[ENGL 527]

Discussion question for class:

Barthes describes photography as “that-has-been” or the “Intractable” (hard to control or deal with) (77). Images that would have been taken may have been monumental (like monuments) of person, time, place, but as photography became/becomes more accessible, it becomes more visible, or things, people, and places do as we photograph them. He goes on to say that in our daily flood of photographs (and this having come out in 1980, situate that in time now to the nth degree), the forms of interest photographs provoke may be experienced with indifference as a feature that goes without saying (77) – causing an almost skimming of the photographs we encounter, only pausing when punctum pricks our attention. He describes this submitting to the flatness of photography through likening the action to the camera lucida, an apparatus that allowed drawing an object through a prism, from the eye’s viewpoint as “the essence of the image is to be altogether outside, without intimacy, and yet more inaccessible and mysterious than the thought of the innermost being; without signification, yet summoning up the depth of any possible meaning; unrevealed yet manifest, having the absence-as-presence which constitutes the lure and the fascination of the Sirens” (quoting Blanchot 106). Reading this, I couldn’t help but situate this within the web, though image/photograph heavy in its design/function/use, focused more particularly through image-centric sites such as FFFFOUND!, Tumblr, Pinterest, Flickr, etc. How does the web shape punctum in these galleries of “Save Image As” or share with _________? Does the screen operate as a camera lucida? How does (or doesn’t) “intractable” take on new meaning in digital spaces, particularly regarding origin/source of the “that-has-been” (but-from-where)?

Reading Notes:

Citation: Barthes, Roland. Camera Lucida: Reflections on Photography. New York: Hill and Wang. 1980. Print.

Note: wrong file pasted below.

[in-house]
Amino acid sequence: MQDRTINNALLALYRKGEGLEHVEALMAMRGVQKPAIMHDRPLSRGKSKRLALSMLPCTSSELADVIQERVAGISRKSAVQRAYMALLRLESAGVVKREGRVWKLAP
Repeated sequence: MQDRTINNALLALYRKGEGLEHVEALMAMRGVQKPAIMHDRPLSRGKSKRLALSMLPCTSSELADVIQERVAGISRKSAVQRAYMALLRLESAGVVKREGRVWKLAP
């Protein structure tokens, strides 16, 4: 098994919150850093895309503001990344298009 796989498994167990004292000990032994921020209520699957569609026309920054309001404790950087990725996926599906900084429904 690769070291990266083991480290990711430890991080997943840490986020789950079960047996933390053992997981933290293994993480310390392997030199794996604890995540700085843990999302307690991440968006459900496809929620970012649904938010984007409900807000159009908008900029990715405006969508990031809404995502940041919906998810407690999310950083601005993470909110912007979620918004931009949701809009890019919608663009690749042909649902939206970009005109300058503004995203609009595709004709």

Summary:
Barthes explains Photography as that-has-been, as representation – not Photography of just an image, but a just image (justesse) – that authenticates the existence of a being in Time, that in that moment, is reversed to photographic ecstasy (the nostalgia and certainty the photo elicits in that it is evidential and exclamative (113)).

Key Words:

  • ur-doxa
  • noeme
  • camera obscura/lucida
  • satori
  • animula
  • (new) punctum: of intensity – Time
  • flat Death
  • acheiropoietos
  • anamnesis
  • ecstasy

Passages to Keep: 

“I remember keeping for a long time a photograph I had cut out of a magazine – lost subsequently, like everything too carefully put away…” (80).

“The Photograph does not call upon the past (nothing Proustian in a photograph). The effect it produces upon me is not to restore what has been abolished (by time, by distance) but to attest that what I see has indeed existed” (82).

“Mad or tame? Photography can be one or the other: tame if its realism remains relative, tempered by aesthetic or empirical habits (to leaf through a magazine at the hair dresser’s, the dentist’s); mad if this realism is absolute and, so to speak, original, obliging the loving and terrified consciousness to return to the very letter of Time: a strictly revulsive movement which reverses the course of the thing, and which I shall call, in conclusion, the photographic ecstasy.